Tuesday, 6 December 2016

Another Commode Chair

I've somehow managed to break yet another commode chair, in the same way as I broke the previous one. The bearing has slipped out of its pressure fit seat, leaving the axle free to extend and the wheel free to fall off. It did so while I was in the shower yesterday, or rather almost in the shower. As the wheelchair wheel slid off, the commode chair rested on the smaller inner wheels, so disaster did not befall me. The stress of the incident, however, convinced me that a shower was not necessary just right then.

The ALS Society of Alberta, in the person of Rob Lognon, my Client Coordinator, is delivering another commode chair to me today. This will be the third chair from the Society, or perhaps more likely the third wheel. The parts on these chairs are interchangeable. With the new wheel on the chair, I can retain the same chair, already adjusted to fit over my toilet seat such that my bidet spray works. This is important to me.

A fair bit of the equipment which makes my life functional comes from the ALS Society. My slings, the lift in my living room, my power chair, even the grabby stick I got on Saturday to replace the one I broke getting my cordless drill kit out of the cupboard last week. The ALS Society has provided me with temporary equipment, such as the hospital table I needed when I was ill last year, and longer term equipment such as the shower bench. Both of these items have been returned, there in the inventory for other PALS to use.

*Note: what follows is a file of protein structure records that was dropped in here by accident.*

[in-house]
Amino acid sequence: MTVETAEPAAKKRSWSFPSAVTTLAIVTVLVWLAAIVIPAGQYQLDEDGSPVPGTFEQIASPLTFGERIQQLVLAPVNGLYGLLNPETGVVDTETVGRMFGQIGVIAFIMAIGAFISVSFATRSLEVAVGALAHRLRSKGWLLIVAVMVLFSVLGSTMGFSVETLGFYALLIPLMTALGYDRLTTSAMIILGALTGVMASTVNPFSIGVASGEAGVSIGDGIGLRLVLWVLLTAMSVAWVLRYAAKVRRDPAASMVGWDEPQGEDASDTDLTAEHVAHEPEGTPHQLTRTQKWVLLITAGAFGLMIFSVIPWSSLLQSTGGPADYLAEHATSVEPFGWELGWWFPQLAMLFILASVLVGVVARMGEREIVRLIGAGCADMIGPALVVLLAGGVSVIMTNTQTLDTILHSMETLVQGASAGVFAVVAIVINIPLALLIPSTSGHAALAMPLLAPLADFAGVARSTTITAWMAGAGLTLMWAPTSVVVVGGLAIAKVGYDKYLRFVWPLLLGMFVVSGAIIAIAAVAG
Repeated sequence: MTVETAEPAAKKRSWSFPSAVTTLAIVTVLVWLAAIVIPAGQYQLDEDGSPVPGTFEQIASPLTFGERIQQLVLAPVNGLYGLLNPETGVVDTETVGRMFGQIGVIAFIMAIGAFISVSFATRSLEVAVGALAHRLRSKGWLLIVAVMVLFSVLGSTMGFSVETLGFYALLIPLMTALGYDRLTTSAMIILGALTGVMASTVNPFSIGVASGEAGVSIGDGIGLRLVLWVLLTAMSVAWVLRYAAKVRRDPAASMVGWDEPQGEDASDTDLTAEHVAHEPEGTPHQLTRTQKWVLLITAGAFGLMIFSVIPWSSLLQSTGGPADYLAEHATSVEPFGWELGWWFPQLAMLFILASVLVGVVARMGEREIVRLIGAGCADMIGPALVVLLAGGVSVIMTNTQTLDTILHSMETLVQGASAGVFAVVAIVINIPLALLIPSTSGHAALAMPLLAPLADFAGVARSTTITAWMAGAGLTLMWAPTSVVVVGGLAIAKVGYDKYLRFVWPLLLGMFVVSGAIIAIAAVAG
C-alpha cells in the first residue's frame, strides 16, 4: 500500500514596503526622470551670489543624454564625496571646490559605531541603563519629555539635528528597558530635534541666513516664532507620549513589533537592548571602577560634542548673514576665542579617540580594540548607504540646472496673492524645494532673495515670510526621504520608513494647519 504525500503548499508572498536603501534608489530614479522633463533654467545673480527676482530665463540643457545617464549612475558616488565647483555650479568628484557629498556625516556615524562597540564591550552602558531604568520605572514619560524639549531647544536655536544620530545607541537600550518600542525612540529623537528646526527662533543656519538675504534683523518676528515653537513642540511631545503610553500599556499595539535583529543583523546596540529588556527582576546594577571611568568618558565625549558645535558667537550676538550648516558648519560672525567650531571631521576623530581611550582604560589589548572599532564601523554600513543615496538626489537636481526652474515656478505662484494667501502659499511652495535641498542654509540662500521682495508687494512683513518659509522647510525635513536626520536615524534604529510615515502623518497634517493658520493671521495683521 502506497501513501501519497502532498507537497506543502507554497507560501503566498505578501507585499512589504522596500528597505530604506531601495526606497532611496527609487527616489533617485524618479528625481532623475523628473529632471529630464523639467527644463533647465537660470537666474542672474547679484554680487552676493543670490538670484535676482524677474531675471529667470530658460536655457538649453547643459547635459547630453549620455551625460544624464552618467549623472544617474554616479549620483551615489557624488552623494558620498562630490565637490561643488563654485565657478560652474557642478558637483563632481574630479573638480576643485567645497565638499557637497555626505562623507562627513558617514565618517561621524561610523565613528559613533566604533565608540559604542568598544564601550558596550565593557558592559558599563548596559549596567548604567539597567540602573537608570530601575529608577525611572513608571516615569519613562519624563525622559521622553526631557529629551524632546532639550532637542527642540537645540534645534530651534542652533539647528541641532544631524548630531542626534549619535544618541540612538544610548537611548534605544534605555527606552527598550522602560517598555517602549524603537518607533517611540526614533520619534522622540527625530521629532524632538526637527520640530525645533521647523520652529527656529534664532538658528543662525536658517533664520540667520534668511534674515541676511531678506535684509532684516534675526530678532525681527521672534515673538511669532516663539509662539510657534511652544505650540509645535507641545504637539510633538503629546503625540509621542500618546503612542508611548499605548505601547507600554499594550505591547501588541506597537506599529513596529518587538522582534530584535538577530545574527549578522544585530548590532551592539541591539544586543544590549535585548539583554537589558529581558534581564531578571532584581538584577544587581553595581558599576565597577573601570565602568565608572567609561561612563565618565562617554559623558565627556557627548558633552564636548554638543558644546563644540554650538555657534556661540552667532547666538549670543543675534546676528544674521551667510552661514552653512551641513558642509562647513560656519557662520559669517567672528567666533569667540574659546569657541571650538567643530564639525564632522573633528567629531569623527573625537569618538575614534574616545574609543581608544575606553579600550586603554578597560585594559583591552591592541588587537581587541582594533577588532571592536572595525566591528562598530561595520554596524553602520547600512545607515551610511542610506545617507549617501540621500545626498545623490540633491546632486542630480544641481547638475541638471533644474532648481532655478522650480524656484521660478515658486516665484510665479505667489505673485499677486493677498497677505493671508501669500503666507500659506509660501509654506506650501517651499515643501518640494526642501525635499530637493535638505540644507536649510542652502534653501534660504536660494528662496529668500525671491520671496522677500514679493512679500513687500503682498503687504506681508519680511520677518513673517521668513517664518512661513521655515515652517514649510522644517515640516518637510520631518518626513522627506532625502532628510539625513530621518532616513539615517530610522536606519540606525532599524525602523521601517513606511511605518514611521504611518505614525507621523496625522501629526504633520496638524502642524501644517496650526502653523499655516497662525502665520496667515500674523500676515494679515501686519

That's the great thing about the ALS Society. We all know I won't need this equipment for long, perhaps a couple or three years at best. We all know that others will come along who need it. This equipment is expensive. It consistently outlives the PALS using it. With the Society it gets handed along, sharing the expense amongst multiple recipients, saving me in the money from buying it, allowing me to spend more on meaningful things like food and wine.

My biggest concern these days is the financial viability of the ALS Society of Alberta. As with all these kinds of organizations, it runs on the knife's edge when it comes to money. You might the the Ice Bucket money was there, but all that money went directly into the research pool. Virtually none of it stay with the Society for local operations. So they are left with fundraising in a poor economy. It's a tough situation, yet still they provide me with equipment, advice, information, and, most importantly, hope. Hope for a cure, hope for a treatment, hope for quality of life.

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